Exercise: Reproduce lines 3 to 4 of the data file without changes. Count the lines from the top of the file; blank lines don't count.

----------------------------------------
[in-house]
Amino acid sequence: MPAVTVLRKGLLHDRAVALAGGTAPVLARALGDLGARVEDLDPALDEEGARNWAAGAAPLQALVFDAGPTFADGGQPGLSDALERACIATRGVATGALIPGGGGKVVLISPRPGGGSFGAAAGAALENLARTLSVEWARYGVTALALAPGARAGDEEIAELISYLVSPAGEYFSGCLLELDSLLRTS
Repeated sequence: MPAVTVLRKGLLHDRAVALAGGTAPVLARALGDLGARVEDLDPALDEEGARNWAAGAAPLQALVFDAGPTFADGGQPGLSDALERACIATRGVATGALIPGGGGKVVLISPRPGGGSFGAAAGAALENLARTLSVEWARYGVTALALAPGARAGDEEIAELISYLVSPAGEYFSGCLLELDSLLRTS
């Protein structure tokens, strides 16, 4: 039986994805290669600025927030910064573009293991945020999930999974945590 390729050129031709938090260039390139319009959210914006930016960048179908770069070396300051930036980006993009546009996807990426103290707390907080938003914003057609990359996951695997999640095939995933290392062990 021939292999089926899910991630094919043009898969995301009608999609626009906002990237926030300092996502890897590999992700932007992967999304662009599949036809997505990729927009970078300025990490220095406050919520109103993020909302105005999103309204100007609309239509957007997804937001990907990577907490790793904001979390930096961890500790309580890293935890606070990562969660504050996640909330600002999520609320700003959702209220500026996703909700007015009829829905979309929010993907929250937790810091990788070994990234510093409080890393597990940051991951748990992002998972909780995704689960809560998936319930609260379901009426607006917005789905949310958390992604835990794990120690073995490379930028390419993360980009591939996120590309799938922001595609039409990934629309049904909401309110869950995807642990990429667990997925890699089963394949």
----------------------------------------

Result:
Repeated sequence: MPAVTVLRKGLLHDRAVALAGGTAPVLARALGDLGARVEDLDPALDEEGARNWAAGAAPLQALVFDAGPTFADGGQPGLSDALERACIATRGVATGALIPGGGGKVVLISPRPGGGSFGAAAGAALENLARTLSVEWARYGVTALALAPGARAGDEEIAELISYLVSPAGEYFSGCLLELDSLLRTS
């Protein structure tokens, strides 16, 4: 039986994805290669600025927030910064573009293991945020999930999974945590 390729050129031709938090260039390139319009959210914006930016960048179908770069070396300051930036980006993009546009996807990426103290707390907080938003914003057609990359996951695997999640095939995933290392062990 021939292999089926899910991630094919043009898969995301009608999609626009906002990237926030300092996502890897590999992700932007992967999304662009599949036809997505990729927009970078300025990490220095406050919520109103993020909302105005999103309204100007609309239509957007997804937001990907990577907490790793904001979390930096961890500790309580890293935890606070990562969660504050996640909330600002999520609320700003959702209220500026996703909700007015009829829905979309929010993907929250937790810091990788070994990234510093409080890393597990940051991951748990992002998972909780995704689960809560998936319930609260379901009426607006917005789905949310958390992604835990794990120690073995490379930028390419993360980009591939996120590309799938922001595609039409990934629309049904909401309110869950995807642990990429667990997925890699089963394949």